Earlier in the second, the Bruins drew a power play after dominating the Leafs in their zone for an extended period time before a tired Nick Shore eventually tripped Par Lindholm, of all people, leading to a power play. It again happened at the end of the period; the theme being the Leafs were just not winning battles and getting pucks out or covering their assignments defensively. The final shots for the period were 14-3 Boston.
6. The only reason the Leafs took a lead into the third period was Frederik Andersen and the Bruins missing two backdoor open nets (one by Bergeron, one by DeBrusk). In the first period, the Bruins had a clear breakaway (DeBrusk) that Andersen stopped, continuing the theme of the Leafs giving up nightly breakaways. Michael Hutchinson hasn’t won a game yet; in general, it’s not because he’s letting in blatantly bad goals — it’s because he’s not making big saves. Andersen gives them that, but it also speaks to the fact that the Leafs give up a number of high-quality chances on a nightly basis and need really good goaltending to win.
7. Elliotte Friedman noted in the second intermission that the Leafs have let teams know they are willing to move Nic Petan. This acquisition never really made sense other than the Leafs getting a player with some NHL games under his belt at a cheap price. Babcock has consistently looked for checkers — players that can successfully take defensive faceoffs and penalty kill on his fourth line — and Petan does none of those things. He does have some skill and can likely step in for teams in a spot-duty skill role. Perhaps if Johnsson is out for any length of time, he gets a chance to show that.
8. The Bruins, who scored in the final minute of the first period, got their second goal at the very start of the third period (albeit on a power play). It’s tough to be giving up goals at these swing moments. To the Leafs’ credit, they responded with a goal exactly one minute and one second later. Jake Muzzin made a great little adjustment to get the shot to the net and Kerfoot won a battle in front to pot the goal. Muzzin was fantastic the entire night and I’d argue he was the Leafs’ best player of the game (other than Andersen). Going into overtime, Muzzin led all skaters (both teams) in ice time at 26:17.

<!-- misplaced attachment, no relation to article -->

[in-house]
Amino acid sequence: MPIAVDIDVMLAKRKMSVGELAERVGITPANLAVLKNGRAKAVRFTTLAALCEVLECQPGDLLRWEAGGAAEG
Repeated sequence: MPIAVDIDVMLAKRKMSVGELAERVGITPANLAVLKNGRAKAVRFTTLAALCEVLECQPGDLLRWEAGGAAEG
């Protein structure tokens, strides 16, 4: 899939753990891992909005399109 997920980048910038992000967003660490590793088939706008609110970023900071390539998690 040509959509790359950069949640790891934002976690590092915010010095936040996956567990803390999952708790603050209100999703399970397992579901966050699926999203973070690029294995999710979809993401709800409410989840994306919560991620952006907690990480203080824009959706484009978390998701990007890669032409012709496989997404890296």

9. Have to call it out: Just an awful shift from Auston Matthews on the shift the Bruins tied the game 3-3 with under 5 minutes left in the third. It started with a faceoff win by the Leafs where Matthews had the puck in the middle of the defensive zone and tried a soft flip pass to himself around a defender that got batted down for zone time. Then, when the Leafs did get the puck out and the Bruins came back in, he had the puck on his stick and a chance to get it out. He was weak on the puck, lost the battle, and the Bruins promptly scored.
The announcers noted Ceci on the play, but it’s not on Ceci there – it’s a bouncing puck around the net on bad ice at the end of the game. All he can do there is whack it to a teammate — and he did. Matthews was the one that needed to make a play and get the puck out. He didn’t. Tie game.
Note: in the final minute, Babcock put on Frederik Gauthier to get the game to overtime instead of putting out Matthews a final time.
10. I thought the Leafs carried the play in overtime and eventually got rewarded with the winner. The Matthews and Marner duo dominated that entire shift with a number of chances. I honestly thought they were tired, and if the puck went the other way at any point, it would have been bad news. We don’t usually see Matthews as the player throwing saucer passes and Marner finishing them off with one-timers, but they did and it was beautiful. Leafs win.
— Maple Leafs Hotstove (@LeafsNews) October 20, 2019
Game Flow: 5v5 Shot Attempts